By Steve Plunkett
City leaders approved 208 more rental apartments for downtown Boca Raton but also questioned how many residential units the area needs.
The 12-story building will have 22 studio apartments, 70 one-bedroom apartments, 16 one-bedroom units with den, 74 two-bedroom apartments, 17 three-bedroom units and nine two-story lofts. Rents will range from $1,300 a month to $3,400 with an average of $2,000, said attorney Charles Siemon, representing developer Palmetto Park at Federal LLC.
“I do want to emphasize that these residential units are being built to condo-quality, to preserve the opportunity that they might be sold as future condominiums,” Siemon said.
The building, facing Plaza Real just south of the Merrill Lynch building on Palmetto Park Road, will have an interior eight-level parking garage, a 7,000-square-foot restaurant and 23,299 square feet of retail. The ninth floor will feature a spa, pool and clubhouse.
All four sides of the building are different and provide a varied skyline, city senior planner Susan Lesser said.
Consultant Urban Design Associates, which devised the design guidelines that govern downtown development, “believes that the project is a beautifully designed project and a most positive addition to the downtown,” Lesser said.
Siemon said downtown apartments command rents almost 30 percent higher than suburban units and boast a 97.4 percent occupancy rate. “That’s about as tight as it can be,” he said.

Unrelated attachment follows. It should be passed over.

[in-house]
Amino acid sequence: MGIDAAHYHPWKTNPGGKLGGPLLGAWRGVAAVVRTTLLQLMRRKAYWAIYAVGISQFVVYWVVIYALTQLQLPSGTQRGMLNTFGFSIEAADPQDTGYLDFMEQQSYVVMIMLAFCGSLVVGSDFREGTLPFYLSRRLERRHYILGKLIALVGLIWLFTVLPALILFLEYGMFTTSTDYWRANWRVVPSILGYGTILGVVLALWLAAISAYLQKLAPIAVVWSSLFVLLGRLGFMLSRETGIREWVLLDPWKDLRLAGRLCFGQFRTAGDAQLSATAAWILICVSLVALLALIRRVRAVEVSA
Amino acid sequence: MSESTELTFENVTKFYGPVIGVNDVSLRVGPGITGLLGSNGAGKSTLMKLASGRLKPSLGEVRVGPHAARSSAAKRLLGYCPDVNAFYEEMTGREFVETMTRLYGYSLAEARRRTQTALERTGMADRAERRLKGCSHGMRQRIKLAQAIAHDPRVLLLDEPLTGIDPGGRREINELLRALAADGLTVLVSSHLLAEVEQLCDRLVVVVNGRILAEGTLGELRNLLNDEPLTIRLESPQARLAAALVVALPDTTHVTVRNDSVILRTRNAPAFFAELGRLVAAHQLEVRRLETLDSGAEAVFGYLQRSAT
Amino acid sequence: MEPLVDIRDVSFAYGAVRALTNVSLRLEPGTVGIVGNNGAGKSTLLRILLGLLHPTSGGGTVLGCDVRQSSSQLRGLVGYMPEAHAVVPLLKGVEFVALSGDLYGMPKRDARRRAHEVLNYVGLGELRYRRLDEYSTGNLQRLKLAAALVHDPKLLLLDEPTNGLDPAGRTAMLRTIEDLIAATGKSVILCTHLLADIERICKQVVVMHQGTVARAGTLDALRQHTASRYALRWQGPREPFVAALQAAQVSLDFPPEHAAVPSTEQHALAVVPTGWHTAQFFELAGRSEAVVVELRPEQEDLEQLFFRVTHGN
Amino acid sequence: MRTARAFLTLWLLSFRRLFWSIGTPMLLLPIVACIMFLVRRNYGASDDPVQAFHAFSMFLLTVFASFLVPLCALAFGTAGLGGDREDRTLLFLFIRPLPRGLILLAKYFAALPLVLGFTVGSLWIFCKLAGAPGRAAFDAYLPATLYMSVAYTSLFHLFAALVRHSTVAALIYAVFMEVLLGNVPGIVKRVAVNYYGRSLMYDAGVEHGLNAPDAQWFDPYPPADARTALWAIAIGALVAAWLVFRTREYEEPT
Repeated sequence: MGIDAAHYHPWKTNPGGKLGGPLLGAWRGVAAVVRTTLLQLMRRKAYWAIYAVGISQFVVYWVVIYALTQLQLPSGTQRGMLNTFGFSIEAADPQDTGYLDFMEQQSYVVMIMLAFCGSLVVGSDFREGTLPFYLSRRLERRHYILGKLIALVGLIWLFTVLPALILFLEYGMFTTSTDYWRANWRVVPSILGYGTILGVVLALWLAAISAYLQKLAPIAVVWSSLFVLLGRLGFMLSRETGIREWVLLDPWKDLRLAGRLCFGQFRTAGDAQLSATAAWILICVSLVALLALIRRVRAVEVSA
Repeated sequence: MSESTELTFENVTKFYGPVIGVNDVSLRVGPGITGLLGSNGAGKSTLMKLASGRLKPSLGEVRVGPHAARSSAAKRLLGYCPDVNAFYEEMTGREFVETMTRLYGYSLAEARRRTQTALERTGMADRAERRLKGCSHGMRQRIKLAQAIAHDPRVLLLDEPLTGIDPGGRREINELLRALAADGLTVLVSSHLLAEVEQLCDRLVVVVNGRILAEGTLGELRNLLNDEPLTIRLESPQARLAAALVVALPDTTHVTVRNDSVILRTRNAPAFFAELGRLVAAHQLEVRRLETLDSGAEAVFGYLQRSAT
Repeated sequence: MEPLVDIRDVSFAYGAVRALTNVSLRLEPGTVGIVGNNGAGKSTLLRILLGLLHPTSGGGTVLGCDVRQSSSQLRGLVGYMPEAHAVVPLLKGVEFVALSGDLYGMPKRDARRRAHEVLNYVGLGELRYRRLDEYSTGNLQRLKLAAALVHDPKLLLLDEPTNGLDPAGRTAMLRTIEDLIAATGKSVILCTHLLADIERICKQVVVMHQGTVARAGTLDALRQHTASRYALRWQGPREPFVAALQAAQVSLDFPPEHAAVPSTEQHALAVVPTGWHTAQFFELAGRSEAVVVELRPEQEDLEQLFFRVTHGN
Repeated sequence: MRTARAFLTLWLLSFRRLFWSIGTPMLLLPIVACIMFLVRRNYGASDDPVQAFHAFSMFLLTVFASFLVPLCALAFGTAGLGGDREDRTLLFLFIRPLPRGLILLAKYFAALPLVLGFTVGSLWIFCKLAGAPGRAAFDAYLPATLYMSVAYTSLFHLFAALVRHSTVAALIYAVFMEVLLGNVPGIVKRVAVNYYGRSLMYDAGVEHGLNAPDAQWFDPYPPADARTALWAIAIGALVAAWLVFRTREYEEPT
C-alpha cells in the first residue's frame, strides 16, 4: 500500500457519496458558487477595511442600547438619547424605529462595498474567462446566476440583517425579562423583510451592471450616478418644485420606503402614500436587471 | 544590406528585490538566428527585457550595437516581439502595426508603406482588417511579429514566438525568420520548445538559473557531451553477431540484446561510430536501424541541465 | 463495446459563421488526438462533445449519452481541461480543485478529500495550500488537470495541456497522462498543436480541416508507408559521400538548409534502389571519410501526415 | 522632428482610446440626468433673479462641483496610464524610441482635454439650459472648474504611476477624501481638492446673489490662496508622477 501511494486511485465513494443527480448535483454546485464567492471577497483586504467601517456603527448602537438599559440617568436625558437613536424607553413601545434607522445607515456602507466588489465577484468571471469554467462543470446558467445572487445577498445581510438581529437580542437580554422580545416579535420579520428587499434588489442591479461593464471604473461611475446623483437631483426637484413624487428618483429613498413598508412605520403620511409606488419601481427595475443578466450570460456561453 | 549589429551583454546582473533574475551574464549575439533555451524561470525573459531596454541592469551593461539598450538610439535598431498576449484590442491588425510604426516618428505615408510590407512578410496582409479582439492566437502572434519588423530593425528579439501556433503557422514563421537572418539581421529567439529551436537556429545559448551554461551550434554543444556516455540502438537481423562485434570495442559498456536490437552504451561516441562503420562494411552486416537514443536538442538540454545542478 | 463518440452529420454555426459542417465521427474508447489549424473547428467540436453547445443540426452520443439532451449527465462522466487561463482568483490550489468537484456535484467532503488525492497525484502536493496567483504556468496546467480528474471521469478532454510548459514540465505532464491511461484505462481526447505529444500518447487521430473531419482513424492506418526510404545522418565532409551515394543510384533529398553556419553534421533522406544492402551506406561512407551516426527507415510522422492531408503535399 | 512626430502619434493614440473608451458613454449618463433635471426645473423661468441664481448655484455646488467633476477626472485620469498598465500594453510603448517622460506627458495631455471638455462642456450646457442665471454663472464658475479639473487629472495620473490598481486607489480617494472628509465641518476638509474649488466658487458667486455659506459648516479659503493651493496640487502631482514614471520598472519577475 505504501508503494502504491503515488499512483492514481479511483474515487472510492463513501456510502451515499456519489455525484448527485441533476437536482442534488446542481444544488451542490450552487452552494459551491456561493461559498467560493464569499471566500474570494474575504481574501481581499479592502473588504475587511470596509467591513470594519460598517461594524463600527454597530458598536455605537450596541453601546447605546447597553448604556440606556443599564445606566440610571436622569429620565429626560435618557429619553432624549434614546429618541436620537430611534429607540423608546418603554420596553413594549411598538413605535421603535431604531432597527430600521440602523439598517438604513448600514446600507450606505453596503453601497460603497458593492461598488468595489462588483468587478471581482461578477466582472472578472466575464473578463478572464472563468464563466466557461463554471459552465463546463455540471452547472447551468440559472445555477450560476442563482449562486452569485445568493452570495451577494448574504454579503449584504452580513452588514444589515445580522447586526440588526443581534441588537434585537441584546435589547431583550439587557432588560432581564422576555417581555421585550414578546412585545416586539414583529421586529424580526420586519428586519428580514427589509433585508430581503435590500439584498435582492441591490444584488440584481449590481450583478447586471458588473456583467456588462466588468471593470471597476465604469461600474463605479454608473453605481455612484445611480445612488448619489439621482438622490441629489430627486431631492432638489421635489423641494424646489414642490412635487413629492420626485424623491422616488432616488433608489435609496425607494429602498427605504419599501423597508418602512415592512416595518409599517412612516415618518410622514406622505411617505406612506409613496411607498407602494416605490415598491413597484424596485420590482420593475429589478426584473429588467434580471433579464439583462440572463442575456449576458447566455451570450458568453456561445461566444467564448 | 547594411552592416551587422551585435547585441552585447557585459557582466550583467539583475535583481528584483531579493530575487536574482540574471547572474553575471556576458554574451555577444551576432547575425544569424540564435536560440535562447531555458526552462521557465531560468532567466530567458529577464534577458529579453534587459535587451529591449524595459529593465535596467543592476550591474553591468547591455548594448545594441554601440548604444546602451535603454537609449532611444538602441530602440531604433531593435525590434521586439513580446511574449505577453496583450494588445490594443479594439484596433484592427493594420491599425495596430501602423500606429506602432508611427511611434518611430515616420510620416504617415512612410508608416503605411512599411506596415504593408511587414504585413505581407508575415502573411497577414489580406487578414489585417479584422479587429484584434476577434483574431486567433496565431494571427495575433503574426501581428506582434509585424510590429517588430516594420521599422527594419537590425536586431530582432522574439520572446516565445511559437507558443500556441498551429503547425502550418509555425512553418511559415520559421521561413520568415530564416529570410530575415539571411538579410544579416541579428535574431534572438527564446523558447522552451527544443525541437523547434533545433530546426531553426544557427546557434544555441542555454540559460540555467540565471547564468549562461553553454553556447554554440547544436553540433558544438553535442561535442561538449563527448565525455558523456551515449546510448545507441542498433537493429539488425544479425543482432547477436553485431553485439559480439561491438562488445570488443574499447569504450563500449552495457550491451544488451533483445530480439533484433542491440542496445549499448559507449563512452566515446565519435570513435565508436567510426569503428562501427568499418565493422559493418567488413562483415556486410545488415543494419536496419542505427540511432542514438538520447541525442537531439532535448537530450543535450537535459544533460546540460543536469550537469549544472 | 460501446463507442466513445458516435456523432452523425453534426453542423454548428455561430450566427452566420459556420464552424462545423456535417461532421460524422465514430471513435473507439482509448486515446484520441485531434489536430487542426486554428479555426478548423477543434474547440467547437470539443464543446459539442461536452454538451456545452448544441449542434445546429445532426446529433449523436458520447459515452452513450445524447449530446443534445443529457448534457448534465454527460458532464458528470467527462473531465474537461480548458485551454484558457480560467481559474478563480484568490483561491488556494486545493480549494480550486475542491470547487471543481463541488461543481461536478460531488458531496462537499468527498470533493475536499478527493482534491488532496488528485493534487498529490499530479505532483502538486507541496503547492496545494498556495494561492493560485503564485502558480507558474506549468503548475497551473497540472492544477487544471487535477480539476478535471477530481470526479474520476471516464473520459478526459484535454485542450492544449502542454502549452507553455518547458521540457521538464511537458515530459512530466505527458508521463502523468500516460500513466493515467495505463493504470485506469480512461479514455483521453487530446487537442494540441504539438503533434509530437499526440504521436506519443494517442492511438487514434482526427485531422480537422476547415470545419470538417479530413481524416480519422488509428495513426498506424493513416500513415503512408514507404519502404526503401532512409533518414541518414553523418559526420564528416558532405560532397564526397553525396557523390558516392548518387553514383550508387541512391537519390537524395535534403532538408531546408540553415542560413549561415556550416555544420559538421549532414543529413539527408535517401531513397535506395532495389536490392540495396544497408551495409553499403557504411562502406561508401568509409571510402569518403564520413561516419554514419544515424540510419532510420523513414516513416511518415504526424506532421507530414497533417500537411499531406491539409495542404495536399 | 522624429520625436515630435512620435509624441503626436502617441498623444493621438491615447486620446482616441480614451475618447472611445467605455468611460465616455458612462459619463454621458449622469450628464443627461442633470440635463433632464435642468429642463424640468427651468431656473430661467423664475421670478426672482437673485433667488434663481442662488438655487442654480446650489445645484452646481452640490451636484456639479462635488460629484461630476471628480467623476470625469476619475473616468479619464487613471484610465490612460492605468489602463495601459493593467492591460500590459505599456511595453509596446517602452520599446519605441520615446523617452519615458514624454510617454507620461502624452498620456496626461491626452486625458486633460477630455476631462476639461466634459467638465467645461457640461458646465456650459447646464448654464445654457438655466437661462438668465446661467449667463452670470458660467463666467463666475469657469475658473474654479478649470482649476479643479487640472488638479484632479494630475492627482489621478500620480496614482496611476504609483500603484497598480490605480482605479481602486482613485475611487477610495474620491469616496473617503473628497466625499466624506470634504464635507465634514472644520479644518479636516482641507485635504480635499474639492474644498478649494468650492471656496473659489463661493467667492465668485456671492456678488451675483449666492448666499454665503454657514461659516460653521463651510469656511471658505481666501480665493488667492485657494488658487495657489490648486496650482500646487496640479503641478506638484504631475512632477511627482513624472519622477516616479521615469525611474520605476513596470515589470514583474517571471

Siemon said there are 79,000 primary jobs in Boca Raton but only 12 percent are held by city residents, leaving more than 69,000 to commuters. He said 27,000 of the out-of-towners earn enough to afford a quality rental unit but the housing does not exist.
“We’re talking about real incomes. We’re not talking about affordable housing,” Siemon said.
CRA Chairman Constance Scott said the under-39 Gen-Y generation is much more driven by careers and by living around people in an urban environment.
“They’re not interested in big-box space to live in, and they’re not interested in shopping in big-box space,” Scott said.
Siemon said the overall site previously was approved for an office tower at Palmetto Park and Federal Highway, a hotel and a smaller number of apartments. The changing economy forced the developer, an offshoot of Ram Realty, to proceed only on the residential part, saving the corner property for a future project.
CRA Vice Chairman Anthony Majhess called for a market study to determine the final number of rentals in downtown, but Deputy Mayor Susan Haynie said there was no need to spend additional money.
“Every major project that’s come forward, they have studies,” she said. “Calling all market studies for the downtown. Anyone that has one in their possession, if they would like to share with us I think we should just take a look and evaluate the data that’s already out there.”
Earlier in the month Ann Witte, a professor emeritus of economics at Wellesley College who now lives in Townsend Place, projected only 400 new renters coming to Boca Raton based on the city’s growth rate.
“As an economist, I am very concerned about the rapid approval of multiple and similar projects involving small rental apartments with emphasis on one-bedroom units,” she told the Federation of Boca Raton Homeowner Associations.
Boca Raton already had approved 1,641 residences downtown that are not yet built, including Archstone apartments on Palmetto Park Road. The City Council ordered a public education campaign about Archstone in May after opponents submitted a petition with more than 1,000 signatures seeking to overturn their approval of the project.
The city attorney is asking the courts to rule that she was right in saying development orders cannot be overturned by a citizen petition.
The city anticipates $175,000 in additional property taxes once the Ram development is finished. Ú